• The control operators of all the stations in the system
  • The control operators of all the stations in the system not authenticating the source from which they accept communications

Message forwarding systems are just that -- systems that forward messages.

While control operators of message forwarding stations are expected to do what is reasonable to prevent incorrect use of their station, the primary responsibility for the contents of a message still belongs to the station that sends the original message.

Last edited by schubie1. Register to edit

Tags: control operator rules and regulations message forwarding

What is the first action you should take if your digital message forwarding station inadvertently forwards a communication that violates FCC rules?
  • Discontinue forwarding the communication as soon as you become aware of it
  • Notify the originating station that the communication does not comply with FCC rules
  • Notify the nearest FCC Field Engineer's office
  • Discontinue forwarding all messages

Primary responsibility for the contents of a message belongs to the originating station but your station still has the responsibility to do what is reasonable to ensure that the transmissions that it sends (including forwarded messages) do not violate FCC rules.

Basically that just means that if you discover that your station is forwarding something that violates rules, take steps so that that communication is no longer being forwarded.

Last edited by kd7bbc. Register to edit

Tags: digital modes rules and regulations message forwarding

If an amateur station is installed aboard a ship or aircraft, what condition must be met before the station is operated?
  • Its operation must be approved by the master of the ship or the pilot in command of the aircraft
  • The amateur station operator must agree not to transmit when the main radio of the ship or aircraft is in use
  • The amateur station must have a power supply that is completely independent of the main ship or aircraft power supply
  • The amateur operator must have an FCC Marine or Aircraft endorsement on his or her amateur license

Just remember that on a ship or plane the captain is in charge =] That could be the captain/master of a seagoing vessel or the captain/pilot of an airplane. In either case you should not use an amateur radio station without permission from the captain.

Last edited by kd7bbc. Register to edit

Tags: aircraft/ship operation station types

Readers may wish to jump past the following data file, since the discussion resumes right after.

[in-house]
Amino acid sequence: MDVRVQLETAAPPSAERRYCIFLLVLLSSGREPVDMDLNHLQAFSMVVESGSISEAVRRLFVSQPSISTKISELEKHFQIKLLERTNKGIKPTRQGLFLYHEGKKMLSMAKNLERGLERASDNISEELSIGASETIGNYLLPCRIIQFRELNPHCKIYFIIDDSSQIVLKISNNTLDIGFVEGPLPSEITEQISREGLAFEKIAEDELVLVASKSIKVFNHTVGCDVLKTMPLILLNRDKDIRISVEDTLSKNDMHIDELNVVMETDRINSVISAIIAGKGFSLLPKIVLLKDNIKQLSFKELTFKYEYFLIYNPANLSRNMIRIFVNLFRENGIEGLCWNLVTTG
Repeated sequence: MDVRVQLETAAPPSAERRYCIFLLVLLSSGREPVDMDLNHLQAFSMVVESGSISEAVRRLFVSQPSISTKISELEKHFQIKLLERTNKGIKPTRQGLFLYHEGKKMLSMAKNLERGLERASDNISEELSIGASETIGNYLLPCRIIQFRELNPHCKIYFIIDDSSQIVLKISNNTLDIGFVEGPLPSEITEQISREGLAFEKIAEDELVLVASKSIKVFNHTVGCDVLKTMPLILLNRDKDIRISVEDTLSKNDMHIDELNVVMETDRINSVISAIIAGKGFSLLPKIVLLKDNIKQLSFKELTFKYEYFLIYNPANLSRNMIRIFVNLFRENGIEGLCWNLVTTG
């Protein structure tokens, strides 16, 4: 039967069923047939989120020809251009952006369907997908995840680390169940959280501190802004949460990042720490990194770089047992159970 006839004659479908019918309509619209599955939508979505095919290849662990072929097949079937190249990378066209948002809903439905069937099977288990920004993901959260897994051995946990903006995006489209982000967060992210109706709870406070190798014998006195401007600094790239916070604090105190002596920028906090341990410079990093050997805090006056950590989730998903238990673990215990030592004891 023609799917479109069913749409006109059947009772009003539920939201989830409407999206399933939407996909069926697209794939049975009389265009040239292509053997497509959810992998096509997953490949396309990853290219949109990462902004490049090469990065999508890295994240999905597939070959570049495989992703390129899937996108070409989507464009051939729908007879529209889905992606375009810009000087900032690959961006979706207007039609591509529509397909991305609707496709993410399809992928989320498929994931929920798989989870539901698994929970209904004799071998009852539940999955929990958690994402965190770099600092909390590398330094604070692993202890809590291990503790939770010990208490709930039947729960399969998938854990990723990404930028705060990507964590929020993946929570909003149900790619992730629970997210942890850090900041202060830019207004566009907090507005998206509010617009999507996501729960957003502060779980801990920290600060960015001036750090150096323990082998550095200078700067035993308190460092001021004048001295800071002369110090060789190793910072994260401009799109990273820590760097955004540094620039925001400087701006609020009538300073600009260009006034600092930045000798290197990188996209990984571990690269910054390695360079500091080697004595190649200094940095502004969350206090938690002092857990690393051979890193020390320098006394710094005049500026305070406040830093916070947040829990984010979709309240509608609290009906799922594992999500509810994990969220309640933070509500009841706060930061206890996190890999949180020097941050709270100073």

Which of the following describes authorization or licensing required when operating an amateur station aboard a U.S.-registered vessel in international waters?
  • Any amateur license with an FCC Marine or Aircraft endorsement
  • Any FCC-issued amateur license
  • Only General class or higher amateur licenses
  • An unrestricted Radiotelephone Operator Permit

Amateur Radio stations aboard a US-registered vessel in international waters are under the same guidelines as any station on US soil. You need a FCC-issued ham license or a reciprocal permit for an alien amateur license (meaning a license from another country) to operate your license on US soil, so you need that on a US-registered vessel as well.

Last edited by mvs90. Register to edit

Tags: aircraft/ship operation international

With your transceiver displaying the carrier frequency of CW signals, you hear a DX station's CQ on 3.500 MHz. Is it legal to return the call using CW on the same frequency?
  • Yes, the DX station initiated the contact
  • Yes, the displayed frequency is within the 80 meter CW band segment
  • No, one of the sidebands of the CW signal will be out of the band
  • No, U.S. stations are not permitted to use CW emissions below 3.525 MHz

Even though the bandwidth required for a CW signal is very narrow, it is not nothing. Therefore, if you transmit CW with your transceiver displaying "3.500 MHz" that will be the center of your signal and so your sidebands will extend both above and below that frequency.

3.500 MHz is the lower limit of the part of the 80 meter band that Amateur Radio operators are allowed to use, so if your sidebands extend below 3.500 MHz (which they would in this case) you are transmitting out of band.

Last edited by ctrstocks. Register to edit

Tags: morse code bandwidth 75/80 meters international

Who must be in physical control of the station apparatus of an amateur station aboard any vessel or craft that is documented or registered in the United States?
  • Only a person with an FCC Marine Radio
  • Any person holding an FCC issued amateur license or who is authorized for alien reciprocal operation
  • Only a person named in an amateur station license grant
  • Any person named in an amateur station license grant or a person holding an unrestricted Radiotelephone Operator Permit

The rules for operating an amateur radio station aboard a vessel or craft in the US are roughly the same as the rules governing any other station in the United States.

Specifically, the control operator (the person in physical control of the station apparatus) must either hold a valid FCC-issued amateur radio license or they must be authorized for alien reciprocal operation -- that is, they can operate if they are an alien (non-US citizen) holding a license in a country with whom the US has a reciprocal operating agreement allowing them to operate in the United States with their alien amateur radio license.

Last edited by kd7bbc. Register to edit

Tags: aircraft/ship operation station types

What is the maximum bandwidth for a data emission on 60 meters?
  • 60 Hz
  • 170 Hz
  • 1.5 kHz
  • 2.8 kHz

The maximum bandwidth for a data emission on 60 meters is 2.8 kHz.


Amateurs are not the primary users on the 60 meter band so operation on 60 meters is restricted to five 2.8 kHz wide channels centered on

  • 5332 kHz,
  • 5348 kHz,
  • 5368 kHz,
  • 5373 kHz, and
  • 5405 kHz

...with USB, data, and CW signals.

Last edited by qubit. Register to edit

Tags: none

Go to E1B